Instagram accidentally used an offensive rape threat picture to advertise itself on Facebook

The caption of the picture in question read, "I Will Rape You."

When it comes to artificial intelligence and computer algorithms, we still have a long way to go. The recent proof of it was a disaster by popular photo-sharing platform Instagram. Recently the social media platform's algorithm used an offensive photo to promote itself on Facebook. The caption of the photo read, "I Will Rape You," reported The Guardian.

Reportedly, one reported of the publication Olivia Solon recently learned that Instagram was advertising its platform on Facebook using a screenshot that she had taken and posted on Instagram about a year ago. The screenshot was a hateful e-mail that she had received, which read, "I will rape you before I kill you, you filthy w***e!" The subject line of the email was "Olivia, you f*****g b***h!!!!!!!!"

It's the perfect example of how Instagram's algorithm accidentally promoted hate speech ad the platform failed to weed it out.

Instagram reportedly turned the aforementioned screenshot into an advertisement of itself and displayed it on Solon's sister's Facebook feed with the line, "See Olivia Solon's photo and posts from friends on Instagram."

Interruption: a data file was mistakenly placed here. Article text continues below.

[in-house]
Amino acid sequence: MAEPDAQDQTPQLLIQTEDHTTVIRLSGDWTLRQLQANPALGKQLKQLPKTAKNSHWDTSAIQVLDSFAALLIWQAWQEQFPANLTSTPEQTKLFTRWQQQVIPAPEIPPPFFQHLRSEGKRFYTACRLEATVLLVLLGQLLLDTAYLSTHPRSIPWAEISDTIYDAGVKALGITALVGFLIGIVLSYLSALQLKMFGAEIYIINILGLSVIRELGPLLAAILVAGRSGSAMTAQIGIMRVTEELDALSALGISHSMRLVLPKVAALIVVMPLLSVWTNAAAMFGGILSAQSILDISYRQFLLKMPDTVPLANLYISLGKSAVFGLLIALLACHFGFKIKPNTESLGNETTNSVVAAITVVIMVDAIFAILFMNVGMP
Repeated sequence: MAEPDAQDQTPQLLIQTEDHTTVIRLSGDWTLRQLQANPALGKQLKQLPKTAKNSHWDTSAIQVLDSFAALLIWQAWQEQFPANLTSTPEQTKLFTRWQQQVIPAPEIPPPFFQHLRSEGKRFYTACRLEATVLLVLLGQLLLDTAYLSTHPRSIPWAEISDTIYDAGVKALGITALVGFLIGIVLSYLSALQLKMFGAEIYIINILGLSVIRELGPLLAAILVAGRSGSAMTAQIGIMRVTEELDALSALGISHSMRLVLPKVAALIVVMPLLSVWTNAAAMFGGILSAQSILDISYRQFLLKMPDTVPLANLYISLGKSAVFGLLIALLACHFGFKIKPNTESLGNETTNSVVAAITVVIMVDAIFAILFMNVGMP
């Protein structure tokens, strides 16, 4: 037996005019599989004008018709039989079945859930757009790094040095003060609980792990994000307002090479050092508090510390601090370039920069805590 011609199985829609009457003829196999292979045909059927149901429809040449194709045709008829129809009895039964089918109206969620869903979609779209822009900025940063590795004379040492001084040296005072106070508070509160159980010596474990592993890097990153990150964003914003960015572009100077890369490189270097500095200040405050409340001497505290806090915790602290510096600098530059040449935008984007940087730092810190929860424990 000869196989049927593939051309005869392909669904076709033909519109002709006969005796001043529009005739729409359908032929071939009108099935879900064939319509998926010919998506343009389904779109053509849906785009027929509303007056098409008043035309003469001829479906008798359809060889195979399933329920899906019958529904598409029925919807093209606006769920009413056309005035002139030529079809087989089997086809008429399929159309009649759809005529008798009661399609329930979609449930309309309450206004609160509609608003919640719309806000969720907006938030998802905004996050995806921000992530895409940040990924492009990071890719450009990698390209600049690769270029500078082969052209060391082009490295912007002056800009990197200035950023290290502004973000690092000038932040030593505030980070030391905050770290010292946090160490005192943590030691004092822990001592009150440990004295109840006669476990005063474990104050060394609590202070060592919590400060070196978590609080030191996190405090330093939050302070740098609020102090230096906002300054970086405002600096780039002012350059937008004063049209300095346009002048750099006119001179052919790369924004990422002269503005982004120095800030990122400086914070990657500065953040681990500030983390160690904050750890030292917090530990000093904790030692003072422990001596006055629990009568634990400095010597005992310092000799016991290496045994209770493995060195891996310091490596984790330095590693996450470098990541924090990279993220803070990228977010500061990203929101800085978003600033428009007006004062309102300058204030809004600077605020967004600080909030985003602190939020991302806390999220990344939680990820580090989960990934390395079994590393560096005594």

According to The Verge, Instagram apologized for the incident by issuing a statement, which read, "We are sorry this happened — it's not the experience we want someone to have. This notification post was surfaced as part of an effort to encourage engagement on Instagram. Posts are generally received by a small percentage of a person's Facebook friends."

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Just about last week Facebook, the company that owns Instagram, faced serious criticism for allowing advertisers to target users, who are interested in the "jew hater" and "how to burn jews" categories. Some users had listed these categories on their Facebook profiles. While responding to the incident, Facebook's Sheryl Sandberg wrote in a post, "We never intended or anticipated this functionality being used this way — and that is on us."